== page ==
March 29, 2014

La Tirana Festival bets on cultural tourism

Dancers in front of La Tirana Church, in northern Chile.
© Hernán Torres

by Marcela Torres

This Saturday, July 16th, marks the celebration of La Tirana Festival in Chile, in honor of the Virgin Carmen, patron of the country. The town La Tirana, with a population of 560 people, prepares to receive approximately 250,000 tourists, of which it is estimated that 70% are Chilean and 30% are foreigners coming from neighboring countries, such as Peru and Bolivia, as well as other faraway places like Spain, Germany and Belgium.

During this festival, the place transforms as dancers and merchants flood the town where believers praise the Virgin with music, dance and offerings. Among the folk dances, the more traditional ones are the “devil dances”, called that way because of the devil mask and suit worn by the male dancers. The dance represents the clash between good and evil, mixing elements of the Catholic religion introduced during the Spanish conquest with ancient Andean rites.

The town of La Tirana reportedly marks the burial spot of an Inca princess known as the tyrant of the Pampa del Tamarugal because she inspired terror amongst conquerors and converted indigenous people of the area in her fight against Spanish rule during the 16th century. According to the common tale, she fell in love with one of her prisoners, a Portuguese man who converted her to the Catholic faith, and both of them were killed by her Inca warriors while he was baptizing her. Her last words were a request for a cross to be placed on her tomb. A Spanish monk is supposed to have found the cross, where La Tirana is now located.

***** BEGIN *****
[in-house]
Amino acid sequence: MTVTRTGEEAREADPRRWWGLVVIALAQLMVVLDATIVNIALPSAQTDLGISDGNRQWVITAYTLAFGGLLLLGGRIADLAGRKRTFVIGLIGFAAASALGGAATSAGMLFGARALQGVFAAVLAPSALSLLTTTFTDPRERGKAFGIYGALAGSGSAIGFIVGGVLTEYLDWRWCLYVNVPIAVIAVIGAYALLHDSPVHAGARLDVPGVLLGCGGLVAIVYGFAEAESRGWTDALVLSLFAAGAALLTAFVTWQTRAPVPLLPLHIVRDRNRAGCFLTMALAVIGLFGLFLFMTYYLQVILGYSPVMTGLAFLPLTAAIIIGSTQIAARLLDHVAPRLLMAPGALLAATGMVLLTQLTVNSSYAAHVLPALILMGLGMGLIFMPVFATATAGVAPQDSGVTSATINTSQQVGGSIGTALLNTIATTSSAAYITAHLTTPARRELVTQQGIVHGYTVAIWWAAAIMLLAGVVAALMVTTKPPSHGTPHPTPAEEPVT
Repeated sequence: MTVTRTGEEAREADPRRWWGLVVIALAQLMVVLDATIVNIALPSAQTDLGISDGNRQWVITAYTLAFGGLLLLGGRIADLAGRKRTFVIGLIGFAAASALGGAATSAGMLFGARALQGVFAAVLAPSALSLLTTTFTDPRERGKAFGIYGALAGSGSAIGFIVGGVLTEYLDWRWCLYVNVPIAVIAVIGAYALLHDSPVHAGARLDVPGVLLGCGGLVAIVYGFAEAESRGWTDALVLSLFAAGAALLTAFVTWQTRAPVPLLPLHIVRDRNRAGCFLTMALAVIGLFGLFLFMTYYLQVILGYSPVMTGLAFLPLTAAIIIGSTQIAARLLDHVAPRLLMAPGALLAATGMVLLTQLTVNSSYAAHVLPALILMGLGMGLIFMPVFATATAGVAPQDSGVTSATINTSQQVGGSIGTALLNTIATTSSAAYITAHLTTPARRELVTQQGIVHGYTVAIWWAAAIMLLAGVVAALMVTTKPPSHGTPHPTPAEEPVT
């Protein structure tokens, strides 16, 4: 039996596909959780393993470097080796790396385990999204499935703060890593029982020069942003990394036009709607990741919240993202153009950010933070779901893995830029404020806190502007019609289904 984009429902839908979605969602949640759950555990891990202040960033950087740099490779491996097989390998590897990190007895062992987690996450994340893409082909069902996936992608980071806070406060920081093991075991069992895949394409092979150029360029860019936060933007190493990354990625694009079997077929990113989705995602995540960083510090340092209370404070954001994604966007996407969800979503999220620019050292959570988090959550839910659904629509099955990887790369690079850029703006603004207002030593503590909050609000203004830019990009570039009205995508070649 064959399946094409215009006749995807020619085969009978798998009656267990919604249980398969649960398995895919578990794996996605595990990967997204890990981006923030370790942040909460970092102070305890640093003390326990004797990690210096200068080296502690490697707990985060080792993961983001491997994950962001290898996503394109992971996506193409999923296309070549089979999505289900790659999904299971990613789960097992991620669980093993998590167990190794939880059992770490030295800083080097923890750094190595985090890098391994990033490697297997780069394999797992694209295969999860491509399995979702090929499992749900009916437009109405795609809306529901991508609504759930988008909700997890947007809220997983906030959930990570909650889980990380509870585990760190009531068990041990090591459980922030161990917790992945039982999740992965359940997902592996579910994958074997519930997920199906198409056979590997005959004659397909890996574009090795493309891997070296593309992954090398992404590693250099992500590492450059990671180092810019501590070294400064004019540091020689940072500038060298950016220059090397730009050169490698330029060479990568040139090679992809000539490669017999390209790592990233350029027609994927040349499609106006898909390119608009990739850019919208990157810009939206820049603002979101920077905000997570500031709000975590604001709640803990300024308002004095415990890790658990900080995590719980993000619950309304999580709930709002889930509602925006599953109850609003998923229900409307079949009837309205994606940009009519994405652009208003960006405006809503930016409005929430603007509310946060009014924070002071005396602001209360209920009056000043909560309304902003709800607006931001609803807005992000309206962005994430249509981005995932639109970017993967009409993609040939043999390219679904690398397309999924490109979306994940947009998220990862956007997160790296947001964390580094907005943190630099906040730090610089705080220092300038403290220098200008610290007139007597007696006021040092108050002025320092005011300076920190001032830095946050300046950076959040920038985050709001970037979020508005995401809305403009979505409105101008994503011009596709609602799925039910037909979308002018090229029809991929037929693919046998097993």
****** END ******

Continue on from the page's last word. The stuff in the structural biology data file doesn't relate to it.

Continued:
The July 16th festival represents the mix of both cultures and is one of the most popular typical events in Chile. Although the people who live in La Tirana anxiously wait for this day, both for its religious significance as well as its increased visitor flow, the activity also presents risks such as tourists surpassing the locality’s carrying capacity.

Another challenge is to avoid having La Tirana depend economically on one specific date per year. That's why a women’s association of the town got together and obtained government funding to create a tourism information center, which opened in May 2011, betting on the fact that La Tirana has enough interesting places and activities to attract visitors all year round.

It is important to promote a sustainable development of tourism so that the festival does not have more costs than benefits and so that the local community can have the necessary tools to create high-quality tourism products and to market them efficiently in order to increase these people’s income. Festivals are an important element of cultural tourism and can, no doubt, contribute to preserve ancient traditions.

This entry was originally posted by the author on July 15, 2011.

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